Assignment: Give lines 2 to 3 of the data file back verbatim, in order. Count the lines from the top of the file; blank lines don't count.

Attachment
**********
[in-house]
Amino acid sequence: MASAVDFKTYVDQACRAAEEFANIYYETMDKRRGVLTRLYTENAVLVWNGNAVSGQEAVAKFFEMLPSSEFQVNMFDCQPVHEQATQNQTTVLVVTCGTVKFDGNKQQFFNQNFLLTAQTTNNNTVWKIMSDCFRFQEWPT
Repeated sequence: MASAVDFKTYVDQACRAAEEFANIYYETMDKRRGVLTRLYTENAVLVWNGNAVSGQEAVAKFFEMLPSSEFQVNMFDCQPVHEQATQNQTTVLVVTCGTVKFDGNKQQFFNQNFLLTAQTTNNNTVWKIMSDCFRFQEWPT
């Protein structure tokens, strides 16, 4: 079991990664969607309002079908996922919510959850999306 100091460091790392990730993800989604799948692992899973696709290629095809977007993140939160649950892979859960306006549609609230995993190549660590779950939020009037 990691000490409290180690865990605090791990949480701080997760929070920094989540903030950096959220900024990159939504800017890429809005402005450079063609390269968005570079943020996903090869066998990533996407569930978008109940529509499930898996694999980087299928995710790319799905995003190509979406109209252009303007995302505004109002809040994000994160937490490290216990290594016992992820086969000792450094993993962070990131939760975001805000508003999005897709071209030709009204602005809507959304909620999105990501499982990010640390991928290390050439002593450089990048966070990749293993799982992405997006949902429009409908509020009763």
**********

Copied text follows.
Amino acid sequence: MASAVDFKTYVDQACRAAEEFANIYYETMDKRRGVLTRLYTENAVLVWNGNAVSGQEAVAKFFEMLPSSEFQVNMFDCQPVHEQATQNQTTVLVVTCGTVKFDGNKQQFFNQNFLLTAQTTNNNTVWKIMSDCFRFQEWPT
Repeated sequence: MASAVDFKTYVDQACRAAEEFANIYYETMDKRRGVLTRLYTENAVLVWNGNAVSGQEAVAKFFEMLPSSEFQVNMFDCQPVHEQATQNQTTVLVVTCGTVKFDGNKQQFFNQNFLLTAQTTNNNTVWKIMSDCFRFQEWPT